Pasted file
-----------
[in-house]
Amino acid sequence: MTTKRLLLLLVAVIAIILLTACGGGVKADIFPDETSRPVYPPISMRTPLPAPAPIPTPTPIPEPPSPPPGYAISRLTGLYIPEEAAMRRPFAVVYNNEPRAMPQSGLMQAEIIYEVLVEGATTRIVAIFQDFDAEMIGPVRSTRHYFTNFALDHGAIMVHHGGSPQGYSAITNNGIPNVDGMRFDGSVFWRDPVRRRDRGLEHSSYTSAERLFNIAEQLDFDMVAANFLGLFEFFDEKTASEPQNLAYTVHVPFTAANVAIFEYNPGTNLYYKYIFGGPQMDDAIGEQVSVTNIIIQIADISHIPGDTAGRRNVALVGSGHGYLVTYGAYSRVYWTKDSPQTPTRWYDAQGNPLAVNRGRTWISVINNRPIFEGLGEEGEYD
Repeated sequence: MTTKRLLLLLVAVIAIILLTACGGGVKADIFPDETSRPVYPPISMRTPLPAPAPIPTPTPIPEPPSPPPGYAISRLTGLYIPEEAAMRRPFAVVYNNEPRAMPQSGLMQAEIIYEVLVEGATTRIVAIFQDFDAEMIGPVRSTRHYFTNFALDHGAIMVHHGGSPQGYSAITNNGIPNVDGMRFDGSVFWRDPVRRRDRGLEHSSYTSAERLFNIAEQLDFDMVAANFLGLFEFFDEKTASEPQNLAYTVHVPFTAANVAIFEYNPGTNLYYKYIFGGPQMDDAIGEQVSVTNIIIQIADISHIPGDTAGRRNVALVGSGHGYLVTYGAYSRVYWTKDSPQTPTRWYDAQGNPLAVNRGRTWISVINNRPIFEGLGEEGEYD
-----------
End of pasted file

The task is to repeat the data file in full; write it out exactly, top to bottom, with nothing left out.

[in-house]
Amino acid sequence: MTTKRLLLLLVAVIAIILLTACGGGVKADIFPDETSRPVYPPISMRTPLPAPAPIPTPTPIPEPPSPPPGYAISRLTGLYIPEEAAMRRPFAVVYNNEPRAMPQSGLMQAEIIYEVLVEGATTRIVAIFQDFDAEMIGPVRSTRHYFTNFALDHGAIMVHHGGSPQGYSAITNNGIPNVDGMRFDGSVFWRDPVRRRDRGLEHSSYTSAERLFNIAEQLDFDMVAANFLGLFEFFDEKTASEPQNLAYTVHVPFTAANVAIFEYNPGTNLYYKYIFGGPQMDDAIGEQVSVTNIIIQIADISHIPGDTAGRRNVALVGSGHGYLVTYGAYSRVYWTKDSPQTPTRWYDAQGNPLAVNRGRTWISVINNRPIFEGLGEEGEYD
Repeated sequence: MTTKRLLLLLVAVIAIILLTACGGGVKADIFPDETSRPVYPPISMRTPLPAPAPIPTPTPIPEPPSPPPGYAISRLTGLYIPEEAAMRRPFAVVYNNEPRAMPQSGLMQAEIIYEVLVEGATTRIVAIFQDFDAEMIGPVRSTRHYFTNFALDHGAIMVHHGGSPQGYSAITNNGIPNVDGMRFDGSVFWRDPVRRRDRGLEHSSYTSAERLFNIAEQLDFDMVAANFLGLFEFFDEKTASEPQNLAYTVHVPFTAANVAIFEYNPGTNLYYKYIFGGPQMDDAIGEQVSVTNIIIQIADISHIPGDTAGRRNVALVGSGHGYLVTYGAYSRVYWTKDSPQTPTRWYDAQGNPLAVNRGRTWISVINNRPIFEGLGEEGEYD